1911 Encyclopædia Britannica/Hiroshima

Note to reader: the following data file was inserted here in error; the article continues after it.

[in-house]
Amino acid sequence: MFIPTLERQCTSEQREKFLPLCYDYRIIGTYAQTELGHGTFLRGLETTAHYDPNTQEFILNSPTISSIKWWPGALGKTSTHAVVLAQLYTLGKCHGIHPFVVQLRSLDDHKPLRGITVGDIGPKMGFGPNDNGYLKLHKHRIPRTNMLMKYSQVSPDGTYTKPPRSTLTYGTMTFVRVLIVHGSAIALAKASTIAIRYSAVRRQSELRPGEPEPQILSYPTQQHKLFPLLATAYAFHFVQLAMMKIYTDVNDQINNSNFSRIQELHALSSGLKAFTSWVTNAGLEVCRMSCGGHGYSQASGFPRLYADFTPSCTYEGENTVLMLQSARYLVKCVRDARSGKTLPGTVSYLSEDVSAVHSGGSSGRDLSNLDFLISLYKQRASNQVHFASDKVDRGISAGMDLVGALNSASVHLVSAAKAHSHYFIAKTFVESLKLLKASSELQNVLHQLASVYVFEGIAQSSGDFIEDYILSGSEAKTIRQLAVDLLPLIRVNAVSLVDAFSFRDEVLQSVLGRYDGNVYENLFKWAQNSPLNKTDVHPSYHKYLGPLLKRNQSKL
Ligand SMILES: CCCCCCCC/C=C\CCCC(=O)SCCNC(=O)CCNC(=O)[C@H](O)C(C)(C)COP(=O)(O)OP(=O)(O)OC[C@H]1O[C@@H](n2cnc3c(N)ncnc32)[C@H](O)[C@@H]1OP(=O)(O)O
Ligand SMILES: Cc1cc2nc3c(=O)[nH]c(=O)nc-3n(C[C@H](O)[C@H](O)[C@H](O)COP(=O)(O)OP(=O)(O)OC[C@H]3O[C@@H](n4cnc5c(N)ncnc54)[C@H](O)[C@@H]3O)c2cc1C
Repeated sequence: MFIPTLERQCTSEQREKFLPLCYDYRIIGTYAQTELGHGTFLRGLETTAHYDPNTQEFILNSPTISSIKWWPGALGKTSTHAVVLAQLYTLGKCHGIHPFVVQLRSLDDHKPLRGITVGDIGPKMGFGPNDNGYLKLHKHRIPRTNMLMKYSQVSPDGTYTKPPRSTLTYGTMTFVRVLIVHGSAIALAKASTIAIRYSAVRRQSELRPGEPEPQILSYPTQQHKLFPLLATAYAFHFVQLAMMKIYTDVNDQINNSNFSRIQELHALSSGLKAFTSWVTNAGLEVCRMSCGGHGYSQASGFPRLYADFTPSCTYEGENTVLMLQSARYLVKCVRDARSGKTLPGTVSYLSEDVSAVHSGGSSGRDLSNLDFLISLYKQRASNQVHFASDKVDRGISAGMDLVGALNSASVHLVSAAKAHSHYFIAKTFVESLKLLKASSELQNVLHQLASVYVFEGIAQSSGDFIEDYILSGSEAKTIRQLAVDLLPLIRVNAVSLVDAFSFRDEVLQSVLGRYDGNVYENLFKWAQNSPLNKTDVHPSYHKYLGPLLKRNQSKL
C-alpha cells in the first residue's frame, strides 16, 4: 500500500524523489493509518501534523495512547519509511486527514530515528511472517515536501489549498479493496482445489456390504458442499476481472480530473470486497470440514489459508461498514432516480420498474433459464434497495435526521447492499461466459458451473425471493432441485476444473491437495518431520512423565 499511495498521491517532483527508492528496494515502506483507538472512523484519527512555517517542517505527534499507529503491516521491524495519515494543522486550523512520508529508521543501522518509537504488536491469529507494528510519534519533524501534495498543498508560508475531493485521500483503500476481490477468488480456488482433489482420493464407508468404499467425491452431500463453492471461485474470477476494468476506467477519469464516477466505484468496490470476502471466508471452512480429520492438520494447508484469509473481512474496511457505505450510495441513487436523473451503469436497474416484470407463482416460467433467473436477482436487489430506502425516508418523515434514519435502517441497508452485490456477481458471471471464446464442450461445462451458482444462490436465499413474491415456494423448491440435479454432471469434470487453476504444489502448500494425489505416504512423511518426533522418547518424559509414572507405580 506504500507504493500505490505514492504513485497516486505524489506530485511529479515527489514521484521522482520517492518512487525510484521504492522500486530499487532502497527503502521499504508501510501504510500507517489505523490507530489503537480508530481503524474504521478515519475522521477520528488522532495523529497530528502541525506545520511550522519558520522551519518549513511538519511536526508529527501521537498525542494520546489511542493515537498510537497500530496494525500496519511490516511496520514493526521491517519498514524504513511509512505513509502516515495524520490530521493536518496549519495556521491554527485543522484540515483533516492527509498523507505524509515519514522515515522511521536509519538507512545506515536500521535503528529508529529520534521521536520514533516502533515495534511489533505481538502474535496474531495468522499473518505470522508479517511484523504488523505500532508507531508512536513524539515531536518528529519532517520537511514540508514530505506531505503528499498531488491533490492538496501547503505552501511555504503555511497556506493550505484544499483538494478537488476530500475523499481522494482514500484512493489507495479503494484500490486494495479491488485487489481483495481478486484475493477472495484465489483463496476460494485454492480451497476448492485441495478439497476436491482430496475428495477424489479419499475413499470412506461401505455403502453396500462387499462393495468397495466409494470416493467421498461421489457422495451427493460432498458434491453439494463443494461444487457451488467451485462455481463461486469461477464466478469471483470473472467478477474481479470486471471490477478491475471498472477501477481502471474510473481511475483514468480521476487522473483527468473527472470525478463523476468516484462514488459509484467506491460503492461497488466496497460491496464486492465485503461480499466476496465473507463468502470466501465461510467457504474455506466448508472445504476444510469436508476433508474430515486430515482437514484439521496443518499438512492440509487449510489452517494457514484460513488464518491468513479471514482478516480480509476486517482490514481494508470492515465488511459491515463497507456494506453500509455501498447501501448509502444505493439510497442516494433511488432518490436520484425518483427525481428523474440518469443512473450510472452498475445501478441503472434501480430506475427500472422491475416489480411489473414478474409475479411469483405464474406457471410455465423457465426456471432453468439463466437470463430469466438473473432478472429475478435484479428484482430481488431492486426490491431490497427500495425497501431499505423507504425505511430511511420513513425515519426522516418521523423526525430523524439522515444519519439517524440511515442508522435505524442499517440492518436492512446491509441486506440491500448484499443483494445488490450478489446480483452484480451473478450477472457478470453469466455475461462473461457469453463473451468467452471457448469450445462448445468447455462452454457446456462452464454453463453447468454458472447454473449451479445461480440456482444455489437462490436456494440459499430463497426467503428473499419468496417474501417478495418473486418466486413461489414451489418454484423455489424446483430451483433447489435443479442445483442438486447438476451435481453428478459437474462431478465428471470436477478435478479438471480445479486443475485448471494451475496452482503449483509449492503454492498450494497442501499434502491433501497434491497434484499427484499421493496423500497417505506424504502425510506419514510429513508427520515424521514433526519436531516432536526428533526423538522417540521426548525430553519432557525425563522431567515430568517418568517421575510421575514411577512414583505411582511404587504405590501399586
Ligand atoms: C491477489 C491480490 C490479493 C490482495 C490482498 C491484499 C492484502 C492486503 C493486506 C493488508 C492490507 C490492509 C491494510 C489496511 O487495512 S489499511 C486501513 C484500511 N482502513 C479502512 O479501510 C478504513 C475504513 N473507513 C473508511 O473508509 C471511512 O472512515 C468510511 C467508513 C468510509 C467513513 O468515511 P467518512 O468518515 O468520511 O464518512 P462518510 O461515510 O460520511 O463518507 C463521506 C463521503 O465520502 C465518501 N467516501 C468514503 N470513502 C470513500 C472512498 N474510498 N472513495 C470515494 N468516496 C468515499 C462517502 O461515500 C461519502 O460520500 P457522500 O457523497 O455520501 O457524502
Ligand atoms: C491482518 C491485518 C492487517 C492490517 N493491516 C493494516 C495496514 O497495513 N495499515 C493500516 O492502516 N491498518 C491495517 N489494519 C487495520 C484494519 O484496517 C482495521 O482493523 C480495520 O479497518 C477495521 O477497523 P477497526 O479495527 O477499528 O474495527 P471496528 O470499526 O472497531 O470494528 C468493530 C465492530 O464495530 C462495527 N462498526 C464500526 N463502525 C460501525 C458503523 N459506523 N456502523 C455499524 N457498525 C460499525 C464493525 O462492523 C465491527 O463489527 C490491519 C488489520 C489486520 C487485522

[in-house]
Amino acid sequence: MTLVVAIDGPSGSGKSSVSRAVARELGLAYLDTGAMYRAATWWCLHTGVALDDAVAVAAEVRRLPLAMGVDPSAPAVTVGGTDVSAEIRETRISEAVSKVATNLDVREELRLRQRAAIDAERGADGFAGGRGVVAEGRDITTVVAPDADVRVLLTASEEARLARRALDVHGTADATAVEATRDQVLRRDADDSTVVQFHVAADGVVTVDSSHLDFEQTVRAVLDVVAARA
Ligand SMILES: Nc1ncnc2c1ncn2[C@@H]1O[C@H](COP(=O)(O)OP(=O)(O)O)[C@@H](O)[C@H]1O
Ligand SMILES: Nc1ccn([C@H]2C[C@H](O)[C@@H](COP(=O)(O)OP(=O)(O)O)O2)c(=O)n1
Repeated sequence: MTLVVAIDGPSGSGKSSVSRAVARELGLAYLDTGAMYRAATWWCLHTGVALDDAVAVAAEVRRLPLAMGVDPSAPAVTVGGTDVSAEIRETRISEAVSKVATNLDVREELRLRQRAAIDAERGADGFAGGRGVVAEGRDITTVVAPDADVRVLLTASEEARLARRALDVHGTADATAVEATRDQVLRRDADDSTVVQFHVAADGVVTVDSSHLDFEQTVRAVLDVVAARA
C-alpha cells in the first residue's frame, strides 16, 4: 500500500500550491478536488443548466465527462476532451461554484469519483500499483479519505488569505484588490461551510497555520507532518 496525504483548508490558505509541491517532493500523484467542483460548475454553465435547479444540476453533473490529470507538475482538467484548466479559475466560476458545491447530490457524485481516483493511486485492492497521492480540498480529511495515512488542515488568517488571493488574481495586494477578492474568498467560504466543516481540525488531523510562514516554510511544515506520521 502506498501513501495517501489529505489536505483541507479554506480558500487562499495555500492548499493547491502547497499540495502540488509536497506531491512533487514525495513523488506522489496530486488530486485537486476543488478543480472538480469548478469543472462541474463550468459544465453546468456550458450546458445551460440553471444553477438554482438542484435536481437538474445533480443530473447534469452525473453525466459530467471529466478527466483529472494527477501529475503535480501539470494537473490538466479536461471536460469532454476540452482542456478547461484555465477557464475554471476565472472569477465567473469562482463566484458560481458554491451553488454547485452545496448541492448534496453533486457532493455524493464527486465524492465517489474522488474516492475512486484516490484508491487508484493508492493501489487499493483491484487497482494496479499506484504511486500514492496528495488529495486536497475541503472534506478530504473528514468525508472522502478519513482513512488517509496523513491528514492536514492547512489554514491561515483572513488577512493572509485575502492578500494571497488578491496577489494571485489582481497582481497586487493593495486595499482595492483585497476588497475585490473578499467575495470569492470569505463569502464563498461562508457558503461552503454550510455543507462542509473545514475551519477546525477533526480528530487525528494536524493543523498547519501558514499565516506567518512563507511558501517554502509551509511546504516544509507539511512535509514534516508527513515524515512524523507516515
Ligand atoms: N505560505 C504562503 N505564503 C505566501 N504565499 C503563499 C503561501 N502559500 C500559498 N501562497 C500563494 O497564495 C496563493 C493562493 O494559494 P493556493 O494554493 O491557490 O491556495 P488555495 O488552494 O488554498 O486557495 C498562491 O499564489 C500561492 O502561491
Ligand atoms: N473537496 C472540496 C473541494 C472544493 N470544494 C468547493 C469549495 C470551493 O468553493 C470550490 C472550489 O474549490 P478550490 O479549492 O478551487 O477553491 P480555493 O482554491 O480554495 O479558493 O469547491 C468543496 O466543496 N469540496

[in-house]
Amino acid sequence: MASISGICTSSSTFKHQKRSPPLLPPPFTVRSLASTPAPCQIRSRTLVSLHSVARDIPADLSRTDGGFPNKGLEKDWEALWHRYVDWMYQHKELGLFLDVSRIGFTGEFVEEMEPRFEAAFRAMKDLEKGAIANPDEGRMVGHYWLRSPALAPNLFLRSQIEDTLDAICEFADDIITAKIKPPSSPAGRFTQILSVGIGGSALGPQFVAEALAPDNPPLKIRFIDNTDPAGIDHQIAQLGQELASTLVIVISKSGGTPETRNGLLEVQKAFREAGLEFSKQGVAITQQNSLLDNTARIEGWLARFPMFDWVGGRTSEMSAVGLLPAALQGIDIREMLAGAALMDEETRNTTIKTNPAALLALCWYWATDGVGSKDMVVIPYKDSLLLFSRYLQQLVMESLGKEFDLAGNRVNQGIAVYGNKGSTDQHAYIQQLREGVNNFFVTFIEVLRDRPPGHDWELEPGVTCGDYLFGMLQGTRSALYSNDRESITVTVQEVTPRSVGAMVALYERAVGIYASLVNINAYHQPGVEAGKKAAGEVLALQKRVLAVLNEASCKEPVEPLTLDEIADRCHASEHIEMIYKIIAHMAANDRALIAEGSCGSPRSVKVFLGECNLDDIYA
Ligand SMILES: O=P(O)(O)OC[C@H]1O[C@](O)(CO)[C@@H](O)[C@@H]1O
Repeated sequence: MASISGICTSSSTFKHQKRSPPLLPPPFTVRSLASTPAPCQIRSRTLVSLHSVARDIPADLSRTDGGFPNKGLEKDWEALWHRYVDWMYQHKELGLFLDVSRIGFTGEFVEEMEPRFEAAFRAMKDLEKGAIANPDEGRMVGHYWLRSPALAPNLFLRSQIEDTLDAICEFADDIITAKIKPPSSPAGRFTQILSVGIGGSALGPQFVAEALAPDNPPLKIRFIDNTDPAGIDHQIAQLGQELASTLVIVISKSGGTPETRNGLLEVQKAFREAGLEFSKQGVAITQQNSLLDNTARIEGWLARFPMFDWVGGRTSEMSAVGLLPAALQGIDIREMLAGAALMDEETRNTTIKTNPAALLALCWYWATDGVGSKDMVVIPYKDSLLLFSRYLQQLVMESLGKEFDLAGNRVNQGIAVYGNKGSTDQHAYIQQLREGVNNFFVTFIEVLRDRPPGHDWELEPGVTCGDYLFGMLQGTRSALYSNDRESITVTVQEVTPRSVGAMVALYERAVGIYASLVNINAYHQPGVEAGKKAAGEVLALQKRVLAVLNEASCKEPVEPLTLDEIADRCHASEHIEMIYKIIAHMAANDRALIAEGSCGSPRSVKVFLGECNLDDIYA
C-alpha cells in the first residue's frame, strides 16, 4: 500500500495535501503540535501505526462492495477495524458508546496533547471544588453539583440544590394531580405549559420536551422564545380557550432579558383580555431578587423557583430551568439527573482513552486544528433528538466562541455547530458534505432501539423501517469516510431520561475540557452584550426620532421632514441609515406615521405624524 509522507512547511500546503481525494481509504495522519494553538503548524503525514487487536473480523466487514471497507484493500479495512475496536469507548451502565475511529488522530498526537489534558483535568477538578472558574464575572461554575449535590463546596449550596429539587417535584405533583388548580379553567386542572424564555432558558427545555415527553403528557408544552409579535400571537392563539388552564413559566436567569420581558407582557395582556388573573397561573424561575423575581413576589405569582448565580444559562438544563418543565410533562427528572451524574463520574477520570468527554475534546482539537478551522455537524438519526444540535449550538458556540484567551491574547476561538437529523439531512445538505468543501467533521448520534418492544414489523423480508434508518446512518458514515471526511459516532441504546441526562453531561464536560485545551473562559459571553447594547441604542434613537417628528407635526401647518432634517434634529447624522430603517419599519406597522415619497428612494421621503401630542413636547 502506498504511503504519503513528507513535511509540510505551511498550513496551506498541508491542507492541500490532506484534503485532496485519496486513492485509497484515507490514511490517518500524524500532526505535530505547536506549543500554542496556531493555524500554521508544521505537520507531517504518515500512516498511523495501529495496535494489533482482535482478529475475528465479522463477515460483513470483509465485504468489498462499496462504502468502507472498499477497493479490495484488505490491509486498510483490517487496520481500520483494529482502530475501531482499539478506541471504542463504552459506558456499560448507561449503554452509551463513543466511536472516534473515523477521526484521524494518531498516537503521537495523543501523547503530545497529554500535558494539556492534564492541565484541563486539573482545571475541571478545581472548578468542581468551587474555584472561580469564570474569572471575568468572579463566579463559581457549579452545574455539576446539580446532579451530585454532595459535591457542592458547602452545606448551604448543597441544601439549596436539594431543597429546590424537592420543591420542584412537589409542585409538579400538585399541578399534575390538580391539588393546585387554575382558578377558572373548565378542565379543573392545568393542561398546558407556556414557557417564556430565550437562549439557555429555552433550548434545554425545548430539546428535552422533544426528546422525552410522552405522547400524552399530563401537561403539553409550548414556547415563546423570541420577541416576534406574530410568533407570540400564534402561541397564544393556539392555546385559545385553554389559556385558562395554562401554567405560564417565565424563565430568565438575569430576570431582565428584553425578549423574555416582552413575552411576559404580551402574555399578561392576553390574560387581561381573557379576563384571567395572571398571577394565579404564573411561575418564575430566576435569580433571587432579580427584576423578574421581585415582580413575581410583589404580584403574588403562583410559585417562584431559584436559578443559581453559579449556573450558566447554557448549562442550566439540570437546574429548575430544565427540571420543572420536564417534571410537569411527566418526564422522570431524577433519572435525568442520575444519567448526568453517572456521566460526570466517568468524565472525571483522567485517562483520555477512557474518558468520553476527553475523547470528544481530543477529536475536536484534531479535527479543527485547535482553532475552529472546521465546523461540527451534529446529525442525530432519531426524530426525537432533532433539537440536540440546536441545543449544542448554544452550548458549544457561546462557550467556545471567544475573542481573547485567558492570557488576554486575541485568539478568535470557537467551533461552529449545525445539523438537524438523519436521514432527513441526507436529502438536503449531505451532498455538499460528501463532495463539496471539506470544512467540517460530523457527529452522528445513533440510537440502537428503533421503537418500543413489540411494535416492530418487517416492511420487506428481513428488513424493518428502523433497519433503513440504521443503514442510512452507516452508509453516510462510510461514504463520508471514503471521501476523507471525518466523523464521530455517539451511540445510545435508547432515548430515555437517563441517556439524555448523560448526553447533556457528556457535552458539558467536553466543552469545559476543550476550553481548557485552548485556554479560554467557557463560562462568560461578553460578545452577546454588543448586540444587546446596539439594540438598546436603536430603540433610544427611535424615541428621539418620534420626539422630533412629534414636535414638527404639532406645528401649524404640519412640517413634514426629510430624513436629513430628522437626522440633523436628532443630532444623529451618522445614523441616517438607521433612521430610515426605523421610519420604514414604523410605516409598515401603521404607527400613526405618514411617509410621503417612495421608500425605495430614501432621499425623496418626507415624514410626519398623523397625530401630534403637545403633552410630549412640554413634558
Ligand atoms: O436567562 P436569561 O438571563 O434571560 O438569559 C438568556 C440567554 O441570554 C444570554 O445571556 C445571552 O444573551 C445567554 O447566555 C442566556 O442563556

HIROSHIMA, a city and seaport of Japan, capital of the government of its name in central Nippon. Pop. (1903) 113,545. It is very beautifully situated on a small plain surrounded by hills, the bay being studded with islands. In its general aspect it resembles Osaka, from which it is 190 m. W. by rail, and next to that place and Hiogo it is the most important commercial centre on the Inland Sea. The government has an area of about 3000 sq. m., with a population of about 1,500,000. Hiroshima is famous all over Japan owing to its association with the neighbouring islet of Itaku-Shima, “Island of Light,” which is dedicated to the goddess Bentin and regarded as one of the three wonders of Japan. The chief temple dates from the year 587, and the island, which is inhabited largely by priests and their attendants, is annually visited by thousands of pilgrims. But the hallowed soil is never tilled, so that all provisions have to be brought from the surrounding districts.